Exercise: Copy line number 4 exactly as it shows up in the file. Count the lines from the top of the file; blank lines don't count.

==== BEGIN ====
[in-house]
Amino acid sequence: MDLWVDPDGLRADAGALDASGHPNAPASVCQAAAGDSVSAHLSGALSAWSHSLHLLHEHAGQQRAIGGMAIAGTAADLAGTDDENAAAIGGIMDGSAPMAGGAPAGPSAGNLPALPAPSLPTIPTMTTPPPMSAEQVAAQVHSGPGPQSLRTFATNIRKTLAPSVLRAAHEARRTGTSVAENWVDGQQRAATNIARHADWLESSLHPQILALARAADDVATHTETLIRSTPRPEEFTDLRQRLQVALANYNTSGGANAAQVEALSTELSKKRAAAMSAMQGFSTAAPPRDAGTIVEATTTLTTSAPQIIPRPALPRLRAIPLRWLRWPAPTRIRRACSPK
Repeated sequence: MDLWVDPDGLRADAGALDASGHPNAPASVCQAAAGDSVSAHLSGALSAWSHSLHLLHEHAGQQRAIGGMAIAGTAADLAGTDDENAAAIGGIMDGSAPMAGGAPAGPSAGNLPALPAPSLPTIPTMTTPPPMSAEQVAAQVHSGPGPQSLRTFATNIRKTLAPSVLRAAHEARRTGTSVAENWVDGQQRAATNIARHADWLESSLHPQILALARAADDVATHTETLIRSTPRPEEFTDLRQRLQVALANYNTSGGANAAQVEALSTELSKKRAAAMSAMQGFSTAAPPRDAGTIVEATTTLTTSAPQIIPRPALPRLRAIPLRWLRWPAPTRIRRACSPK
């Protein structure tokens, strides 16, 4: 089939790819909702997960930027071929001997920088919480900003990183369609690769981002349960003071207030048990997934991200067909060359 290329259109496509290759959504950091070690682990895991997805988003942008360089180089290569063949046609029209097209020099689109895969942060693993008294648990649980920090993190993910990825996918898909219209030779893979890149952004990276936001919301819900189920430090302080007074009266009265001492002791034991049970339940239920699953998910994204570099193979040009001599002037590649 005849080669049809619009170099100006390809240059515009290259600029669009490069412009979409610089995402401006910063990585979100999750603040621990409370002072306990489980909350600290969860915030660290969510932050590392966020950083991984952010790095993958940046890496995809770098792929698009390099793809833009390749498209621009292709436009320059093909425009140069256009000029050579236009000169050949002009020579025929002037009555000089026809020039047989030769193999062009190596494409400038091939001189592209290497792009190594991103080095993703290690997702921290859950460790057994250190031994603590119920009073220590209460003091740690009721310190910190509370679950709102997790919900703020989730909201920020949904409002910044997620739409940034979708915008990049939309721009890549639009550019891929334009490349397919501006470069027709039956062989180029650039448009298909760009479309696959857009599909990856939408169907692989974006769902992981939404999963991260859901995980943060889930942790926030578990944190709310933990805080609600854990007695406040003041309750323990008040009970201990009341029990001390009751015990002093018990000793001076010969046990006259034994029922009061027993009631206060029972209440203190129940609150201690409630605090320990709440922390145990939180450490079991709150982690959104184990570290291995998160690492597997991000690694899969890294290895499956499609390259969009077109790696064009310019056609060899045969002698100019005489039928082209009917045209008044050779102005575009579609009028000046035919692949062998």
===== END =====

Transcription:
């Protein structure tokens, strides 16, 4: 089939790819909702997960930027071929001997920088919480900003990183369609690769981002349960003071207030048990997934991200067909060359 290329259109496509290759959504950091070690682990895991997805988003942008360089180089290569063949046609029209097209020099689109895969942060693993008294648990649980920090993190993910990825996918898909219209030779893979890149952004990276936001919301819900189920430090302080007074009266009265001492002791034991049970339940239920699953998910994204570099193979040009001599002037590649 005849080669049809619009170099100006390809240059515009290259600029669009490069412009979409610089995402401006910063990585979100999750603040621990409370002072306990489980909350600290969860915030660290969510932050590392966020950083991984952010790095993958940046890496995809770098792929698009390099793809833009390749498209621009292709436009320059093909425009140069256009000029050579236009000169050949002009020579025929002037009555000089026809020039047989030769193999062009190596494409400038091939001189592209290497792009190594991103080095993703290690997702921290859950460790057994250190031994603590119920009073220590209460003091740690009721310190910190509370679950709102997790919900703020989730909201920020949904409002910044997620739409940034979708915008990049939309721009890549639009550019891929334009490349397919501006470069027709039956062989180029650039448009298909760009479309696959857009599909990856939408169907692989974006769902992981939404999963991260859901995980943060889930942790926030578990944190709310933990805080609600854990007695406040003041309750323990008040009970201990009341029990001390009751015990002093018990000793001076010969046990006259034994029922009061027993009631206060029972209440203190129940609150201690409630605090320990709440922390145990939180450490079991709150982690959104184990570290291995998160690492597997991000690694899969890294290895499956499609390259969009077109790696064009310019056609060899045969002698100019005489039928082209009917045209008044050779102005575009579609009028000046035919692949062998």